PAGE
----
Beantown, Part 2: What to listen for onstage
by Kevin C. Peterson, Guest Writer
This weekend’s Berklee Beantown Jazz Festival features a remarkable menu of talent that offers the full richness and range of the music.
Spanning the vibrant categories of the genre – from jazz funk to the African American songbook – listeners should expect a cornucopia of sounds that recall the blues sensibility of the music’s origin.
The day of jazz begins at noon, Saturday, September 29, with activities stretching from the corner of Massachusetts and Columbus Avenues to Burke Street in lower Roxbury. The festival has become one of Boston’s autumnal gems, never failing to deliver on established talent and rising stars.
“A lot of great music and great talent will be a part of this year’s festival. We think of the festival as a gift to the community. We are giving back,” said Terri Lyne Carrington, the festival’s Artistic Director. “The event really pulls upon the great talent in the Boston area.” Carrington, a multiple Grammy-winning drummer, composer, and bandleader, is Zildjian Chair in Performance at Berklee College of Music and also Founder and Artistic Director of the new Berklee Institute of Jazz and Gender Justice. Her musical career includes touring with Wayne Shorter, Al Jarreau, Clark Terry and Dianne
Now in its 11th year, the Berklee Beantown Jazz Festival has become a mainstay event for music listeners, a part of the city’s cultural choices that thousands flock to from across the region. The event is free.
Listeners this year will witness the stunning improvisational talent of the Gregory Lewis Trio. Few jazz artists command the Hammond B3 organ like Lewis, who creates an unmistakable lyricism that evokes the black church and the Civil Rights protest era, sounding a little bit sacred and freedom-seeking at the same time. Influenced by Thelonious Monk, Lewis pulls from the organ keys a sonic sophistication that easily makes you want to tap your feet. Lewis says his style also taps into the musical legacies of Fats Waller, Jimmy Smith, Larry Young and Chester Thompson.
“The first time I remember wanting to play is in my teens … all of sudden, while I was playing I realized I … was trying to emulate or imitate what [Monk] was doing on the piano,” said Lewis in a 2013 interview on Youtube.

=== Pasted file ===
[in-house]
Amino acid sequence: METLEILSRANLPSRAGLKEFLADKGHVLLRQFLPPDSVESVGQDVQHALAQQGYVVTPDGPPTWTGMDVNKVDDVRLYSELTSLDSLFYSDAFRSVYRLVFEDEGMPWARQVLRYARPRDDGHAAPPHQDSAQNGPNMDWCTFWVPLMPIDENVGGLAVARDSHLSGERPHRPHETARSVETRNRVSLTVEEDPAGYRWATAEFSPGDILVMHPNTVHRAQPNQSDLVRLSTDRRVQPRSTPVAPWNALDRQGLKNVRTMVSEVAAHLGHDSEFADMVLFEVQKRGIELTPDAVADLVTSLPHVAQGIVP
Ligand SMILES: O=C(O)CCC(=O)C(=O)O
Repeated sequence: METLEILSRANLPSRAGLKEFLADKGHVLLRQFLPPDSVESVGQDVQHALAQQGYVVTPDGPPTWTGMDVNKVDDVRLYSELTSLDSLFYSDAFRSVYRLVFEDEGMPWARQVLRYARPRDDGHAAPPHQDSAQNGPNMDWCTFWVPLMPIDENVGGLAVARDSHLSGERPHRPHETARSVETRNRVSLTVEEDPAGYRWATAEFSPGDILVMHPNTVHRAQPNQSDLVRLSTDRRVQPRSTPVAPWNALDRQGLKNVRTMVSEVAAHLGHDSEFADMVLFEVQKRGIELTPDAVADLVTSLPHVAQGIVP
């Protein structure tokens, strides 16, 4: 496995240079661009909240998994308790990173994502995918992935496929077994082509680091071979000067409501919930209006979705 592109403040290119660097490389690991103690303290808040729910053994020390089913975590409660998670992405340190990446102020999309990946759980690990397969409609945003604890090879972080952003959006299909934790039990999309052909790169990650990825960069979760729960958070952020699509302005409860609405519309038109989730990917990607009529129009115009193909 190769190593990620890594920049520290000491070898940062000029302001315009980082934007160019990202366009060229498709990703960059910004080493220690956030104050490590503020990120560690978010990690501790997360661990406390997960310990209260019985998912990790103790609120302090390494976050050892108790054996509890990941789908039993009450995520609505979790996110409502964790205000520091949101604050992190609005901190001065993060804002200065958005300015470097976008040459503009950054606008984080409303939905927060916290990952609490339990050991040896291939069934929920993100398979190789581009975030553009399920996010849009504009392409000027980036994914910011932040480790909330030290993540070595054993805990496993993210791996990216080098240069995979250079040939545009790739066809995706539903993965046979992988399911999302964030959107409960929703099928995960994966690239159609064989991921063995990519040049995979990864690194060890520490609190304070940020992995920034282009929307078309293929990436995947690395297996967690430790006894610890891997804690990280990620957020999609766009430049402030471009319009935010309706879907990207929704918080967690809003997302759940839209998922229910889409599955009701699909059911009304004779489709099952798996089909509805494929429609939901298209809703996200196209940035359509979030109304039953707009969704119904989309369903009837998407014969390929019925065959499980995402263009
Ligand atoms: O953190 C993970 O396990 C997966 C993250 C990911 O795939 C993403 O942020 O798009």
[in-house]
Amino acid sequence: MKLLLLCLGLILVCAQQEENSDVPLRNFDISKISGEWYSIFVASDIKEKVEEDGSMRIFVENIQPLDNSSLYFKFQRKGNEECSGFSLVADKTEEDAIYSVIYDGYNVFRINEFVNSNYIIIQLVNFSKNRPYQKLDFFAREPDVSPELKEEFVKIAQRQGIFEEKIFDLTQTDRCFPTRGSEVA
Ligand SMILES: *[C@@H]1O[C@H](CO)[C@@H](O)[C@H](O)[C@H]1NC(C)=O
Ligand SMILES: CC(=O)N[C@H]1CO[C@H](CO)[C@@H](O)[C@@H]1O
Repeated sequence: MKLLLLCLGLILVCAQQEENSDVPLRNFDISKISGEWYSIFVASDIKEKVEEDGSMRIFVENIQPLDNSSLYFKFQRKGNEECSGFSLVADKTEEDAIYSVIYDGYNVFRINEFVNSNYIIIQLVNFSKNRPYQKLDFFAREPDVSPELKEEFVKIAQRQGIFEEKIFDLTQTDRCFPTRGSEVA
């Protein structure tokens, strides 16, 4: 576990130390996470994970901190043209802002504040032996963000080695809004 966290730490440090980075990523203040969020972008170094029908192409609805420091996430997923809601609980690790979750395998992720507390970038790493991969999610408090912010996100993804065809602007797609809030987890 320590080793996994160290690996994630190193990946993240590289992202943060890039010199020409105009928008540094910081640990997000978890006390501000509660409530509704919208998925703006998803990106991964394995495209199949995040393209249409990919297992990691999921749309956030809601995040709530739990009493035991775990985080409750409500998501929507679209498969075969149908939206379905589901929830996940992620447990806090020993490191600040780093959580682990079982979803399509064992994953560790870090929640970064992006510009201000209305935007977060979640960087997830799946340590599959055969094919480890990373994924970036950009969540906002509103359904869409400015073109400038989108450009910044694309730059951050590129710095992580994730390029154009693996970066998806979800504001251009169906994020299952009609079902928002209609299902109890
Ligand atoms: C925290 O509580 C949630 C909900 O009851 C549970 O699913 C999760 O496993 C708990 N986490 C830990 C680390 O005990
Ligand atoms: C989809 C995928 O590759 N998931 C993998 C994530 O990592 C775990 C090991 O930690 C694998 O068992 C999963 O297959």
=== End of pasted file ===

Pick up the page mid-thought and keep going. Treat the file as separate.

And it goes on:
Drummer Ralph Peterson’s band, Aggregate Prime, brings a rhythmic, percussive swing to his performance. His driving sound holds little back, producing a quality of music that is reminiscent mostly of the bebop era. Peterson’s solos, as heard in his performance “Essence of a Wizard,” carry the listeners on a ride that is pleasantly bumpy, aggressive and charming at once.
Jason Palmer’s artistry on the trumpet is mesmerizing. He can be heard at Boston’s Wally’s Cafe throughout the year on most Friday nights. His clear burst of melodic output is forceful and possesses an intelligence and a carefully crafted style of portraying past giants like Louis Armstrong, or Clifford Brown.
Tia Fuller’s band, Diamond Cut, highlights her capacity as a captivating vocalist. Her interpretation of Body and Soul on her 2012 album, Angelic Warrior, demonstrates how she can brilliantly reinterpret an old jazz standard for a new generation of fans. Her lilting voice is ripe for conveying old ballads that reach for explaining feelings associated with disappointment or death, the loss of a friend or the blues that can come crashing down in the aftermath of a romantic break-up.
Aside from musical performances, listeners can also visit the event’s Instrument Petting Zoo for a hands-on experience with many of the instruments they have been listening to onstage. Tinkling on the electric piano or blowing into a saxophone is sure to appeal to the youngest and the most sophisticated attendees.
Kevin C. Peterson is a writer who lives in Boston. His love and appreciation of music dates back to his experiences in the black Pentecostal church in Philadelphia. After hearing Billie Holiday’s performance of Jimmy Van Heusen’s and Johnny Mercer’s, “I Thought About You,” at age 13, he became a jazz devotee for life.
Where are the seasoned players, Frank Wilkins, Max Whiting, et al?